In the audience we have groups that work with refugees, we have South African-based African associations from across Africa and my message is simple – we need to integrate and work together. We need joint economic ventures in our townships that work to develop the community and provide jobs. Also, the continental African associations can assist us as a government to help document people who are already here without documentation. So I appeal to the continental African associations to work closely with councilors, religious leaders and the women’s groups to properly care for our people.
My view is that we must also work broadly to socially integrate our brothers and sisters in South Africa, for example, to participate in sporting and recreational activities with locals or to co-organize with South Africans on Africa Day and we teach each other about our flags, national anthems, our cuisines, clothing styles, etc. This connection between peoples goes further than any laws we can create as political leaders.
Programme Director, allow me now to address the future, the youth in our audience.
As a Department, I can honestly say we created many opportunities for young people. You would be aware that BRICS has established a development bank and its African region quarters will be based in Johannesburg. Amongst many other things that the bank will be doing, it will also, in practical terms, provide jobs for South African and African graduates trained in the sector.
In department itself, we have internships and cadet learnership programmes that you must consult our website or ask our staff compliment to furnish you with more information. This is to train your people to be to be future diplomats of South Africa.
I stand here hopeful that I will inspire at least one young person to consider being a diplomat in the service of our country while being an ambassador abroad, and to the young people listen, let that young person be you!
I do leave a challenge for you though, and that challenge is that the organized segments of our youth must work to find ways to reach unorganized, unemployed and unemployable young people. This is a big challenge for the country and if it goes on unchecked for too long, we will sit with a crisis so I really implore you to come up with ways and engage the government on this. There is also a Ministry in the Presidency just for youth so please, engage us.
Through my department for instance, we have opened up opportunities for training of South Africans abroad and a lot of the times, there are more opportunities given than there are people taking them, and we must all admit that this is unacceptable. For instance, we have China and Russia offering our youth scholarships to study there and we have not been able to fill those vacancies and we must improve here, young people must take these opportunities.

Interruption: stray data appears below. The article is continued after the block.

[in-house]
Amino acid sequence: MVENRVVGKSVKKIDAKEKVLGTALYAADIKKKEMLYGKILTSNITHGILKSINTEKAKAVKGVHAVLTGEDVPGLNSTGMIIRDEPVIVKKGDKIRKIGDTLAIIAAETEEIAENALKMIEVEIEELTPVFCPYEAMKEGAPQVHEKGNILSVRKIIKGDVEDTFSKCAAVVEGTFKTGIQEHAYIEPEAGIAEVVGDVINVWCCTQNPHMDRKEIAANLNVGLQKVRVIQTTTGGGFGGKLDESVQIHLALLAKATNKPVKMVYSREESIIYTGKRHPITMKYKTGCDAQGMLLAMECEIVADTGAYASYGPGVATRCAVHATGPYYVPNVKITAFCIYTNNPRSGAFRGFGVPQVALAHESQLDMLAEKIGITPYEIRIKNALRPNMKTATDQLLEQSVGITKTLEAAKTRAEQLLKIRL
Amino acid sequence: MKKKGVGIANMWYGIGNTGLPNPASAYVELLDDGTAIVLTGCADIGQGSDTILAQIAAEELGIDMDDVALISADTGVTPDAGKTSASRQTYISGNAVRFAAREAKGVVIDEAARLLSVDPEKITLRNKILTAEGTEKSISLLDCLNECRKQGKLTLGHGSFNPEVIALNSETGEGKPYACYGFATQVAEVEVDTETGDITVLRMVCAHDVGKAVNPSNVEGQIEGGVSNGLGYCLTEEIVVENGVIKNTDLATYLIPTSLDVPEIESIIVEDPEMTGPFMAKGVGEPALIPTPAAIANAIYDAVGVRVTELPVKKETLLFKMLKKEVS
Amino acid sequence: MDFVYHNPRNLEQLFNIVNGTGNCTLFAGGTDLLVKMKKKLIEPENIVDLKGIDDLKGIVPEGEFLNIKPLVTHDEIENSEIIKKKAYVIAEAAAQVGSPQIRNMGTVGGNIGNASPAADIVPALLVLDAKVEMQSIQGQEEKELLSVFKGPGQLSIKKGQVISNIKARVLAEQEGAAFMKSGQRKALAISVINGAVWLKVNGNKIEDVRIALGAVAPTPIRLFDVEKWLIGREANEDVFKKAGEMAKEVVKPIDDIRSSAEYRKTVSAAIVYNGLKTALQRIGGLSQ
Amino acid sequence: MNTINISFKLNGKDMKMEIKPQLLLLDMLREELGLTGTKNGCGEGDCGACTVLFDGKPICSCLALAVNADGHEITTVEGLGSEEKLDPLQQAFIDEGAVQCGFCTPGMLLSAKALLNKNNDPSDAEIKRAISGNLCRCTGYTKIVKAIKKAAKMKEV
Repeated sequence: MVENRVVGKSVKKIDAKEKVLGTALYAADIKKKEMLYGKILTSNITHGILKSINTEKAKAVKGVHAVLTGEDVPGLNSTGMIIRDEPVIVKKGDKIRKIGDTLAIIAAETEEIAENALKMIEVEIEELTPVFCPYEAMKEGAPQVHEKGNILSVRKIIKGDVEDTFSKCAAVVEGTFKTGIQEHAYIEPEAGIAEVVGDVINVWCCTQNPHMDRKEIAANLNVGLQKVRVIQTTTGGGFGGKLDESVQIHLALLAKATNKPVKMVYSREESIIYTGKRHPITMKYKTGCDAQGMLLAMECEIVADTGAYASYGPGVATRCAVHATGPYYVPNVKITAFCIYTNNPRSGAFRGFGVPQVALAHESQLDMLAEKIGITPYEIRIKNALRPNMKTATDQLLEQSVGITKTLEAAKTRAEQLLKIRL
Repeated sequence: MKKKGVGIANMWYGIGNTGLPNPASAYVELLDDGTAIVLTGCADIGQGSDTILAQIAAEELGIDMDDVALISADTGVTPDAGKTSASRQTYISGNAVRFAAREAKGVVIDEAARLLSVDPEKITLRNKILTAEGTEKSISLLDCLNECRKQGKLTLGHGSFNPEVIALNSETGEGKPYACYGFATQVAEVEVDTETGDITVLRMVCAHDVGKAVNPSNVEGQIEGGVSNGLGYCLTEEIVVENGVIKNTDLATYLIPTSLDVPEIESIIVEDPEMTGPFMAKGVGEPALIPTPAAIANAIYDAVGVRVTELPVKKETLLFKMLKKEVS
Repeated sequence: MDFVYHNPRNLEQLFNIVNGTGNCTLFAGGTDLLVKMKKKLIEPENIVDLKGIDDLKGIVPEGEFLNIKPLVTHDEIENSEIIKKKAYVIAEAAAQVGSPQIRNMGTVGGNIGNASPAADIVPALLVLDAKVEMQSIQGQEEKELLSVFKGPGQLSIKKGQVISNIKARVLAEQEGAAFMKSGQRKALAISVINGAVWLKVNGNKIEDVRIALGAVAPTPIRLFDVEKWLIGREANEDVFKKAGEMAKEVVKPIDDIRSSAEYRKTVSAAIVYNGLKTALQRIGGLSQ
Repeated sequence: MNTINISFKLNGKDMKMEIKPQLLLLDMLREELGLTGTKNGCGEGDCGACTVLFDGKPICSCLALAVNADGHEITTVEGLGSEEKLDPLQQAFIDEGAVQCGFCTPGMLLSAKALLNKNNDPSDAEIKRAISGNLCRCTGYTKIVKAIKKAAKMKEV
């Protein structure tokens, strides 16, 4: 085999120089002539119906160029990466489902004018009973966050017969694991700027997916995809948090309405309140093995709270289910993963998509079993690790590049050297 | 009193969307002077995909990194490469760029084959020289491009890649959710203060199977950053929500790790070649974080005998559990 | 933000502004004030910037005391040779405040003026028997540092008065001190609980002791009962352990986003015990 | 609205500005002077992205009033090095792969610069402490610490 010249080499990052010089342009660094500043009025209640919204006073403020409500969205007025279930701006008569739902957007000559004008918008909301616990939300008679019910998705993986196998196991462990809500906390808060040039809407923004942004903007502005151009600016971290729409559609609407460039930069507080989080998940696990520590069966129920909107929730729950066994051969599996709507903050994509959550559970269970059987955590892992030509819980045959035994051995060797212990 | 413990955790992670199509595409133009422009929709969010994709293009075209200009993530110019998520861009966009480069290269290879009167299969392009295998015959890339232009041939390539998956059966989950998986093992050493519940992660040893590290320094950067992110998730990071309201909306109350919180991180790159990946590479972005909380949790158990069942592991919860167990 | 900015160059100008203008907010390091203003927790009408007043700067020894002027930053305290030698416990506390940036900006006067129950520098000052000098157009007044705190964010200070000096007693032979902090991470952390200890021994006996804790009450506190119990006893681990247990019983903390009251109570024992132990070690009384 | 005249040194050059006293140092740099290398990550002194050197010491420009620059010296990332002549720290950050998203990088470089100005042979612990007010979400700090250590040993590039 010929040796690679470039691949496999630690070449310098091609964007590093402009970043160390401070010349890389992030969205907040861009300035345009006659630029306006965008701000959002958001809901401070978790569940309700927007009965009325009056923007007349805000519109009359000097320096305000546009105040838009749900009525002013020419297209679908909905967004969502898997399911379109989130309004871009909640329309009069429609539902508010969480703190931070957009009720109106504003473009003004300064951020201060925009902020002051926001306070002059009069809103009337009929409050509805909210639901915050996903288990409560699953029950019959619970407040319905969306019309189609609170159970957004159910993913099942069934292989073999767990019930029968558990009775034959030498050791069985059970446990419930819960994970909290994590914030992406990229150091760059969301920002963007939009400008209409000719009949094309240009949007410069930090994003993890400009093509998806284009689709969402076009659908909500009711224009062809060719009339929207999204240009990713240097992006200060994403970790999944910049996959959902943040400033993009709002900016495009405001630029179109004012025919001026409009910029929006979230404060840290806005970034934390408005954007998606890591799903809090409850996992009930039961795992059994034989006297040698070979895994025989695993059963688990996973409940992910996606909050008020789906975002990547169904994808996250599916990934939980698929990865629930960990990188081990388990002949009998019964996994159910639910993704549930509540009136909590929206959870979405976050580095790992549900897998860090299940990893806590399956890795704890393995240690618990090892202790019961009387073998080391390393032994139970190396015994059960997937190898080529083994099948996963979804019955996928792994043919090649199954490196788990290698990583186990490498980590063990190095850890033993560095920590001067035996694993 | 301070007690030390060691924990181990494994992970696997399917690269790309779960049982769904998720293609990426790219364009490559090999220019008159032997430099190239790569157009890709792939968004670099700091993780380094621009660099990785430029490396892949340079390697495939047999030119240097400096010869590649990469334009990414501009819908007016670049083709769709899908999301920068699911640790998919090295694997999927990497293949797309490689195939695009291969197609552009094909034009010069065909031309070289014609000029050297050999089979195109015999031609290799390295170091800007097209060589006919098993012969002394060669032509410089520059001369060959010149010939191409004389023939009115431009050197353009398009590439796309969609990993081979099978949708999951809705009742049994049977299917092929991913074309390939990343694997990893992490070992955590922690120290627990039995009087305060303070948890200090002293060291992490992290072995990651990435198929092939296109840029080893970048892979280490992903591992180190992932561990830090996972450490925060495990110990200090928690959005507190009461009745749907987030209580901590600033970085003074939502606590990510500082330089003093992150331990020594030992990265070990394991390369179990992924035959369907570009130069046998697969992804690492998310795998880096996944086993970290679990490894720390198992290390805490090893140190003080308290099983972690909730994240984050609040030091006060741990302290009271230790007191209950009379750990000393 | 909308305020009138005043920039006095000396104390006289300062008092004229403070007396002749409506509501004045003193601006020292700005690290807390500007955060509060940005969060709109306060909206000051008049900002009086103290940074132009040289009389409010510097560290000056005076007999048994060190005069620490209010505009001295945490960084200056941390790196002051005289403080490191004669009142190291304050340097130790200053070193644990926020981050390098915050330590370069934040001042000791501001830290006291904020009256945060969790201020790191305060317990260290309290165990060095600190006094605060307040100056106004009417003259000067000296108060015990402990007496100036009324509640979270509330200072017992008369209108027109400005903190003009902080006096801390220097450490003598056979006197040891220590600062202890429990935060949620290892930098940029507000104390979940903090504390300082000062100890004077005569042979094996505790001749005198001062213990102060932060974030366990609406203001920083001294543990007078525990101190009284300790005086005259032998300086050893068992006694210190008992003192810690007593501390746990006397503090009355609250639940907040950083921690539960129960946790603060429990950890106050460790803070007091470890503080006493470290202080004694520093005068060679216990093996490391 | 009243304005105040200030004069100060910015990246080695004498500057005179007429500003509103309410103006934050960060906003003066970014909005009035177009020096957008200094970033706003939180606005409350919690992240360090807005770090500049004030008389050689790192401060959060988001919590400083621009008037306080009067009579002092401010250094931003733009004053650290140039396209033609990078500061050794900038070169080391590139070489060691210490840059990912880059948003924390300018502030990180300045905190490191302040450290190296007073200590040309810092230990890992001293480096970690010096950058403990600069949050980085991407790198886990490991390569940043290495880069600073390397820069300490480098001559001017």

I now move to the most precious guests program director, the high school learners. You know when I was in school, they used to teach us that Jan van Riebeeck and Simon van de Stel were great men who brought us civilization and gave our people spoons and pins in exchange for cattle and land. I hope yours is different now. When I was in school, we also did not learn a lot about Africa, in fact the apartheid government deliberately blocked content on Africa so as to psychologically separate black South Africans from the rest of the continent because they feared that we would learn about revolutions elsewhere in the continent and want the same here. The cost of this has been too expensive and the xeno-afrophobic attacks are in no small measure a result of that.
My hope is that the principals and teachers in the audience will take initiative in introducing content on Africa in the curriculum. The school principals must seek for exchange programs with African countries too and not just Europe and America, we have very good relations with all of the SADC group of countries and establishing exchange programs would not be difficult. President Uhuru Kenyatta of Kenya mentioned at the Pap African Parliament event two days ago about the importance of trading and exchanging with each other as Africans, we must also have people-to-people relations and not just goods. We must be pan-African in our orientation and learn from Zimbabwe to learn the best practices for education. Our learners must complete school knowing the number of countries in Africa and their names, they must know about the languages, the presidents, the histories of our people throughout the continent.
As I conclude Ladies and Gentlemen, I must indicate that tomorrow at about this time, myself and Honourable Deputy Minister Landers and Honourable Minister Maite-Mashabane will deliver our department’s budget vote speech before the National Assembly. In this occasion, we will report to the national assembly, expenditure of resources, and pleading for more funds to discharge our foreign policy mandate.
You must go back to your constituencies and report about this event. You must call us in your communities when you have dialogue, which is vital as an outlet.
We wish to make Agenda 2063 to be owned by all in Africa and not just governments so we need to empower ourselves and network and share ideas together.
I just want to say it has been my utmost joy and privilege to have you accept our invitation to this lecture and I hope you will engage with us in further building stronger stakeholder relations for the sake of our constituencies who collectively are the people of this great continent.
I thank you.
ISSUED BY THE DEPARTMENT OF INTERNATIONAL RELATIONS AND COOPERATION
O R Tambo Building
460 Soutpansberg Road